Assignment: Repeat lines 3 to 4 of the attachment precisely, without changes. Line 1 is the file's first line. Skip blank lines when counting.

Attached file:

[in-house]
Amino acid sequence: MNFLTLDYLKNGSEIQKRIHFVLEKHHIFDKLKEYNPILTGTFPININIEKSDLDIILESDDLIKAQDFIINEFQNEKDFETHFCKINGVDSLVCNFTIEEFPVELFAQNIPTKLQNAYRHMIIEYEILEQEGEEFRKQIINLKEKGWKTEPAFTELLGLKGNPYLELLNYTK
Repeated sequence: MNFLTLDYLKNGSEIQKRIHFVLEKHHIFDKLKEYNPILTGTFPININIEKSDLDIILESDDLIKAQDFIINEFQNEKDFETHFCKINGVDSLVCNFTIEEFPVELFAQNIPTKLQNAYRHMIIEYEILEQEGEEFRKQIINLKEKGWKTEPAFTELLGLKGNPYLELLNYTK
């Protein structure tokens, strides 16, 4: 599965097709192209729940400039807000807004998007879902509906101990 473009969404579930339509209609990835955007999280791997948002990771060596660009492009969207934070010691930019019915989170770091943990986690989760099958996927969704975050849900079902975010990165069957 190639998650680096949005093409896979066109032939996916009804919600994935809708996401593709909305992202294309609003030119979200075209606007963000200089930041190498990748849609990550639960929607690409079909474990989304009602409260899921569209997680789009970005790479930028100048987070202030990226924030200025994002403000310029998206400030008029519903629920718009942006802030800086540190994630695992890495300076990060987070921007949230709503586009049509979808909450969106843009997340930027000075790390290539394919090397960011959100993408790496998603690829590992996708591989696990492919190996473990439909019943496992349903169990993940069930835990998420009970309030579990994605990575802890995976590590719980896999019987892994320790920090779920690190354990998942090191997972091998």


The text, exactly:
Repeated sequence: MNFLTLDYLKNGSEIQKRIHFVLEKHHIFDKLKEYNPILTGTFPININIEKSDLDIILESDDLIKAQDFIINEFQNEKDFETHFCKINGVDSLVCNFTIEEFPVELFAQNIPTKLQNAYRHMIIEYEILEQEGEEFRKQIINLKEKGWKTEPAFTELLGLKGNPYLELLNYTK
């Protein structure tokens, strides 16, 4: 599965097709192209729940400039807000807004998007879902509906101990 473009969404579930339509209609990835955007999280791997948002990771060596660009492009969207934070010691930019019915989170770091943990986690989760099958996927969704975050849900079902975010990165069957 190639998650680096949005093409896979066109032939996916009804919600994935809708996401593709909305992202294309609003030119979200075209606007963000200089930041190498990748849609990550639960929607690409079909474990989304009602409260899921569209997680789009970005790479930028100048987070202030990226924030200025994002403000310029998206400030008029519903629920718009942006802030800086540190994630695992890495300076990060987070921007949230709503586009049509979808909450969106843009997340930027000075790390290539394919090397960011959100993408790496998603690829590992996708591989696990492919190996473990439909019943496992349903169990993940069930835990998420009970309030579990994605990575802890995976590590719980896999019987892994320790920090779920690190354990998942090191997972091998």